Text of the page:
For Pereira, a freshman just beginning his Marauder career, this is a wonderful opportunity. “I’ve learned a lot playing alongside Pawel. He has been a great mentor to me and I try to learn as much as I can from him to improve my own game,” said Pereira. The results and performances have lined up thus far for the Marauders, but there is still a lot of regular season play left. McMaster has three games before the winter break, with the goal of approaching each game one at a time. It is early, but the current attitude and results point towards an exciting year of Marauder volleyball. @theSilhouette

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Thursday, Nov. 17, 2016 | www.thesil.ca

Mac men sweep Thunderwolves Marauder defence stands tall through a tough weekend series against Lakehead Justin Parker Contributor

The McMaster men’s basketball team kicked off their Ontario University Athletics season last weekend with tough back-toback wins over the Lakehead Thunderwolves, including a Friday nail-biter that ended in overtime. In both games, the Marauders saw a dip in scoring in the second quarter, most notably being held to one basket in the second quarter of Saturday’s game. Head coach Amos Connolly noted that despite being held to two points in the quarter, the team showed improvement defensively. “Lakehead is phenomenal defensively and I think we settled for bad shots,” Connolly said. “I thought the guys did a really good job of not panicking. You get a score like [two points in a quarter] and it can kind of mess with your head. I think they did a good job of not letting it get to them too much… They committed to the understanding that we are going to make mistakes and just to make sure we improve and learn from it.” The Marauders leaned on their starting five on the weekend, with Connor Gilmore playing a total of 76 minutes and posting a double-double in each game. Fifth-year forward Rohan Boney shined on Friday night, leading the team with 24 points, 14 rebounds, and five assists. While the starting five for McMaster played a majority of the minutes, the team is still trying to figure out how to spread the remaining minutes among the bench players. One of the top rotation players from the bench of the weekend was Chris Thompson, who played 39 minutes between the two games. The sophomore guard contributed on the stat sheet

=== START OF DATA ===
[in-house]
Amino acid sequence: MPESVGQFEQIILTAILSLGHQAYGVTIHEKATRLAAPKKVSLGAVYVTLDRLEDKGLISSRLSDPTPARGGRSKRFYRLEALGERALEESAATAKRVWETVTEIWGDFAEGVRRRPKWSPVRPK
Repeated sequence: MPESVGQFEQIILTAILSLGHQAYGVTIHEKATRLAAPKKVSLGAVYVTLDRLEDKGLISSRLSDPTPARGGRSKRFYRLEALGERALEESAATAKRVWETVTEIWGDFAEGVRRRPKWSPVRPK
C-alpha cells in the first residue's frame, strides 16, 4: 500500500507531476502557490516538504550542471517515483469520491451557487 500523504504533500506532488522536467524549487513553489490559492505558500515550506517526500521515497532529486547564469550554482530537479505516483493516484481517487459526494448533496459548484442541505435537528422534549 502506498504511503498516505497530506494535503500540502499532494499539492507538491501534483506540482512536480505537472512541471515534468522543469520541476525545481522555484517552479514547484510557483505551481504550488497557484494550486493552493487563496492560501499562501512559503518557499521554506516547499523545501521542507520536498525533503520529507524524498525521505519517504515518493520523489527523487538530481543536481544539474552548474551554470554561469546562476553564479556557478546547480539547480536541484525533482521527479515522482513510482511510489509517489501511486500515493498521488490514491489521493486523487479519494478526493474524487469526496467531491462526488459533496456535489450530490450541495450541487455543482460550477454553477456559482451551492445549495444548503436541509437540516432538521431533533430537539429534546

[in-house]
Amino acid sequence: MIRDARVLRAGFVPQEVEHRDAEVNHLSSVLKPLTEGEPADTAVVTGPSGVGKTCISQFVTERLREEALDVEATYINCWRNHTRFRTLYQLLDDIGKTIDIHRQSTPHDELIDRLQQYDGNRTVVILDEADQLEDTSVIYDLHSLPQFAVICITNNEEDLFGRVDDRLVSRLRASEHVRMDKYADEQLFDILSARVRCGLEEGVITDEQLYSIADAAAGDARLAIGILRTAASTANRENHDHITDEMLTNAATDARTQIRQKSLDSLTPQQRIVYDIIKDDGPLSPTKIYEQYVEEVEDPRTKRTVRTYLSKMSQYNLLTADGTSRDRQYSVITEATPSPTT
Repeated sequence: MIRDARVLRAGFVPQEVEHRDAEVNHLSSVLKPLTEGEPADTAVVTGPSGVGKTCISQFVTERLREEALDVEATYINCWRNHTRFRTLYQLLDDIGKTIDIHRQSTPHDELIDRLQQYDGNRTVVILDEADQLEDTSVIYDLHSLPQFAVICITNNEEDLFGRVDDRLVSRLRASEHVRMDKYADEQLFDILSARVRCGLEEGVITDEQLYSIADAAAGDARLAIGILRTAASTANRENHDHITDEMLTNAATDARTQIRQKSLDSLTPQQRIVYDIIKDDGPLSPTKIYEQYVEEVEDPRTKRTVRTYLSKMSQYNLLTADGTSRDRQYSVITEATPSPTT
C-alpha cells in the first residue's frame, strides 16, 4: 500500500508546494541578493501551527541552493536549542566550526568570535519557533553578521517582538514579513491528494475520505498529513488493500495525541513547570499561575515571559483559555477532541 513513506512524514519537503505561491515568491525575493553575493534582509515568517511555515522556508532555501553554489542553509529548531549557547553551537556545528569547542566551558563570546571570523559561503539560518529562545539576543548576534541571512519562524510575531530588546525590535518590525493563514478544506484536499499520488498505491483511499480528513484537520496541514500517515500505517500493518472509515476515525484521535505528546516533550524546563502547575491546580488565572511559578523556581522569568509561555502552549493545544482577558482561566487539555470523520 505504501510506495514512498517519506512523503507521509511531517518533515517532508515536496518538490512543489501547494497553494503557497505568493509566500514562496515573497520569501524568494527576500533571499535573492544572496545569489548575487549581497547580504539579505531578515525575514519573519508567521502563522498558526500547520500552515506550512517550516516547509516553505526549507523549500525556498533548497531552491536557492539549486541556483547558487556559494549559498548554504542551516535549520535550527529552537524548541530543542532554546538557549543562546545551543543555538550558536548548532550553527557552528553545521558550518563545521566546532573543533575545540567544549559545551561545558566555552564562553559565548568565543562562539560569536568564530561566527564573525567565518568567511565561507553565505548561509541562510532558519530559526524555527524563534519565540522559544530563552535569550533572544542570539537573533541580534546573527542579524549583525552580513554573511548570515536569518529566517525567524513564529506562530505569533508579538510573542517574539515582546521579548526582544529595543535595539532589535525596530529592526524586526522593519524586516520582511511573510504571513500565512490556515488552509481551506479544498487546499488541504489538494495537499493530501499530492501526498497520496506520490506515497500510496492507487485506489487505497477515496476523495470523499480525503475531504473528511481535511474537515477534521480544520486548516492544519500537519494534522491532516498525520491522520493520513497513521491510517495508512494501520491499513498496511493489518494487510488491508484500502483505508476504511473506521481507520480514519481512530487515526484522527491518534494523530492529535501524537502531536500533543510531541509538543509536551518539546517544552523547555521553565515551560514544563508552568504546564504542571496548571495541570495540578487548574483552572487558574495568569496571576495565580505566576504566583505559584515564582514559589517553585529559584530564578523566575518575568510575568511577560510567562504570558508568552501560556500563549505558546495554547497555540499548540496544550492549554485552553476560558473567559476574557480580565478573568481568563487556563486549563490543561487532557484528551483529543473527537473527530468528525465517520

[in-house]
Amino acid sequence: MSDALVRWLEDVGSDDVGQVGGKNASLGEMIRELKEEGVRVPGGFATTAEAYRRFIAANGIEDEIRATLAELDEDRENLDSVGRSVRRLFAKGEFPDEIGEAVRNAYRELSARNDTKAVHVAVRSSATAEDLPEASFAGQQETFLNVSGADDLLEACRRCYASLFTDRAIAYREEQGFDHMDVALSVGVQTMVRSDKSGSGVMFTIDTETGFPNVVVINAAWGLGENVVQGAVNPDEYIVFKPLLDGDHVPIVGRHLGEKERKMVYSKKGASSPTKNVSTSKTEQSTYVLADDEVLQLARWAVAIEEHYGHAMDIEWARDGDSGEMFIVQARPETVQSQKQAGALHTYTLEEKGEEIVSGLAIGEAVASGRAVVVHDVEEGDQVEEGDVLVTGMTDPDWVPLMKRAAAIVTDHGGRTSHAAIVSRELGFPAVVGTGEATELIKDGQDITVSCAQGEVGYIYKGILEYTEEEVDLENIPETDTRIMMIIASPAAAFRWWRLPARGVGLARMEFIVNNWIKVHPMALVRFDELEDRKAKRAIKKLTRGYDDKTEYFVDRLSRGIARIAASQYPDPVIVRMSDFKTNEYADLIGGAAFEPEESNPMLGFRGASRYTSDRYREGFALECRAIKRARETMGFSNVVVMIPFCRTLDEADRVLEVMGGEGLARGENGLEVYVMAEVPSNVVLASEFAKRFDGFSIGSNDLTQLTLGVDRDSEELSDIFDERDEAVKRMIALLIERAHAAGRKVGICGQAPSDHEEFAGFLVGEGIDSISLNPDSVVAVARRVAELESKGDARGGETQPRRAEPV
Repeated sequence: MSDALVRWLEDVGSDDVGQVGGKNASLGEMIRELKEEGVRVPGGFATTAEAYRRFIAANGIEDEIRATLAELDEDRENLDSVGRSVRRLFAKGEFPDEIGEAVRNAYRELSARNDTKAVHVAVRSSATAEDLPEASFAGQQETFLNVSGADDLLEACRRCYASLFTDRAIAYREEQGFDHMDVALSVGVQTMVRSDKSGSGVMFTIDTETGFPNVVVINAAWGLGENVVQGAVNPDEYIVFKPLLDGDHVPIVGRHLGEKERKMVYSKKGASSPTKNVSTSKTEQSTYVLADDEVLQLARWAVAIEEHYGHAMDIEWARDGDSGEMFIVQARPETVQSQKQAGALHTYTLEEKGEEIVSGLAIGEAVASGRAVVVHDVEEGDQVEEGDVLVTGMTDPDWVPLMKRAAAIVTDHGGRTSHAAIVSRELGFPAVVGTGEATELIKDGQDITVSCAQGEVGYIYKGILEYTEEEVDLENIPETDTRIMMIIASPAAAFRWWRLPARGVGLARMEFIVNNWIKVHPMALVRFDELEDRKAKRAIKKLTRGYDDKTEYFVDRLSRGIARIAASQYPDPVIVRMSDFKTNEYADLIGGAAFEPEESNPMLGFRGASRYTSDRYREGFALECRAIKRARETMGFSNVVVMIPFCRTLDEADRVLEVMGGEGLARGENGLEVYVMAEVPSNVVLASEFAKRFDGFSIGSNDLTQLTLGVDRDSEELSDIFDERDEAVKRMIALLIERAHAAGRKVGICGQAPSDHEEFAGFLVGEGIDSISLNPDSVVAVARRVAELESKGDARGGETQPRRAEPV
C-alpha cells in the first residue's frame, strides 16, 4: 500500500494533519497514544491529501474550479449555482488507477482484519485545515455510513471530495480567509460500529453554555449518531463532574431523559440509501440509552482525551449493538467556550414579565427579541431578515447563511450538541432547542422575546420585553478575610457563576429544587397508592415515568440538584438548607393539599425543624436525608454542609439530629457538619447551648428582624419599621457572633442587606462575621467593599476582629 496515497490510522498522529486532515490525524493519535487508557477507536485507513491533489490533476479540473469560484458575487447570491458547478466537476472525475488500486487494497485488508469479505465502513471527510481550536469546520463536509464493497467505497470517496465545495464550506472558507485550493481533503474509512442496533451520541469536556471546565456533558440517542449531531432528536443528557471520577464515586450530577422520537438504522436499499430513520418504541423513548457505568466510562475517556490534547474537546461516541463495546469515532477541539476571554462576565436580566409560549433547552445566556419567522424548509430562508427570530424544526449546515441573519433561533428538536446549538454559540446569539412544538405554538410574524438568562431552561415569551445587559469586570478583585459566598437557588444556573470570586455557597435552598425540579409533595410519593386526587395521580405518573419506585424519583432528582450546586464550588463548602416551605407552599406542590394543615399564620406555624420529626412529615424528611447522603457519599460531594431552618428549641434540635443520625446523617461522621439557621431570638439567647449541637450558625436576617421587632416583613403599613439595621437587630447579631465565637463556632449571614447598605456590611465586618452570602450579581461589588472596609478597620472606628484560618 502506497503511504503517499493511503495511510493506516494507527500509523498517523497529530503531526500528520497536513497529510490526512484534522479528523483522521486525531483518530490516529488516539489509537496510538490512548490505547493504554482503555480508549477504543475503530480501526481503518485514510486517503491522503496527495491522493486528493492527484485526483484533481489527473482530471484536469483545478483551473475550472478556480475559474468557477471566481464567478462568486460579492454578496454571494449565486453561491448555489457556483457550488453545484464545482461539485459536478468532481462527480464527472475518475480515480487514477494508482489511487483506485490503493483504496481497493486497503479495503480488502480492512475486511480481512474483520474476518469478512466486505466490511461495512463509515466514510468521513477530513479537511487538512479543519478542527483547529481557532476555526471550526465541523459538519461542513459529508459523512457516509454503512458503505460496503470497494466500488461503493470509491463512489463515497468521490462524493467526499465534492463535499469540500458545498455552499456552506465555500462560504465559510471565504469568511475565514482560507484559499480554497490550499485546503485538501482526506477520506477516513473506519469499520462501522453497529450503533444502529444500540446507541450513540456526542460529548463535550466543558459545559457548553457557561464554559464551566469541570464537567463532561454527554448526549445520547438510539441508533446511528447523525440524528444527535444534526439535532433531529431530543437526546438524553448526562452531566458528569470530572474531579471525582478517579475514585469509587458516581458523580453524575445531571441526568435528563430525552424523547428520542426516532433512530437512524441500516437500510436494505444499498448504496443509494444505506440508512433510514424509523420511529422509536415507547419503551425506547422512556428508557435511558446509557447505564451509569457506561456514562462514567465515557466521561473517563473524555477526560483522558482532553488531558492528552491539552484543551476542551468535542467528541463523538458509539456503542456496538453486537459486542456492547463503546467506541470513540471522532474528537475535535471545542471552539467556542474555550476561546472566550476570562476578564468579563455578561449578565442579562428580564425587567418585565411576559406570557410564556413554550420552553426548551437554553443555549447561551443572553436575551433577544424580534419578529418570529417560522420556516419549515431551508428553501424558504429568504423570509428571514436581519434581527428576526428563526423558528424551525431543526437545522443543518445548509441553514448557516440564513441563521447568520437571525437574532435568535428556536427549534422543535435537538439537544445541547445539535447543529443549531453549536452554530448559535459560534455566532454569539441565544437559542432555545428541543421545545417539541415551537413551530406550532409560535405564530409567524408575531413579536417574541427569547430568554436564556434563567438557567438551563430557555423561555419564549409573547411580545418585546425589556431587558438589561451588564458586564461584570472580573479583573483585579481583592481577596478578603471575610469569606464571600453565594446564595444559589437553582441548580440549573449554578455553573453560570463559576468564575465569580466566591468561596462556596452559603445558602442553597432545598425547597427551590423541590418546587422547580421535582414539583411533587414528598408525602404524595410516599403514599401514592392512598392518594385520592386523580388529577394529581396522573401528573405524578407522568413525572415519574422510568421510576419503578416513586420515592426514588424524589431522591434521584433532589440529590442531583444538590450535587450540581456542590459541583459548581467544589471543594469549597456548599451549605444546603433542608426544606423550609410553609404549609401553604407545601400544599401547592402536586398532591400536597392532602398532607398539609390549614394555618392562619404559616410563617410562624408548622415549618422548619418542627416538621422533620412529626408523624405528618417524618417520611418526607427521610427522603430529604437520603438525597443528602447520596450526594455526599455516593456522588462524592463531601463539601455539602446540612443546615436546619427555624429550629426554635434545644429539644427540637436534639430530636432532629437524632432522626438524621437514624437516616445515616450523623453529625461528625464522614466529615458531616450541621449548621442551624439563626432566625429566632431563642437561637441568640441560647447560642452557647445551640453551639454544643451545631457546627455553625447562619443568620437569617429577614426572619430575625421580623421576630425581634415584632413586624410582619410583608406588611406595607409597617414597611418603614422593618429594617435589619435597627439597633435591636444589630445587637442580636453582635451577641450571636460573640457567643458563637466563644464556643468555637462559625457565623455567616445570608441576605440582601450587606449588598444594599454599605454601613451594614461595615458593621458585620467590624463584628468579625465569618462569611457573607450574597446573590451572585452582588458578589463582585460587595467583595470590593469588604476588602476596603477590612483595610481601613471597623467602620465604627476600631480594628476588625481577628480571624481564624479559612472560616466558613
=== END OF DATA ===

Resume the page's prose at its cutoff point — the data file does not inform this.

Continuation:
Rohan Boney (22) recorded a double-double in Friday night’s win with 24 points and 14 rebounds C/O KYLE WEST

with 12 points on Friday night but came up big late Saturday, sinking three key free throws to seal the game for the Marauders. Coming away from their first weekend series, the Marauders have a lot they can use to build upon through the rest of the season. The team was able to hold the Thunderwolves to 56 points on Saturday, beating a usually low-scoring team at their own defensive game. “We have to be able to win games in that style, that mindset,” Connolly said after the team’s practice on Monday. “I think this weekend was really good for us. It sort of opened our eyes to how we need to play to slow down some of the faster teams, and to rebound against

some of the bigger teams. Both of them were sort of gut-check scenarios where guys had to make big free throws. I’m happy with the win and I’m happy with the lessons that we learned.” Many teams can get caught up in rankings, trying to justify wins based on opponent records and other analytics. The Marauders, ranked third in the U Sports Top Ten, have a tough road ahead. They play Brock twice and travel to the nation’s capital to take on Ottawa and Carleton. Despite the tough schedule, Connolly is making sure that the team focuses on their own game, rather than arbitrary rankings. “We don’t get caught up in being third in the country,”

Connolly added. “It’s something we don’t spend time thinking about. For us, it’s just every opportunity, every game is a chance to learn something different. Brock is a transition-oriented team who are very big. That’s different than what we’ve had so far. We are going to have to account for their size and sheer talent. It is test after test after test. These games aren’t fail and die. They’re fail and learn.” The season has started on the right foot for the men’s basketball team. But it’s just the beginning; how they perform

in the final weeks of the fall semester will give Maroon and Grey fans a greater understanding of where Mac stands in the OUA landscape.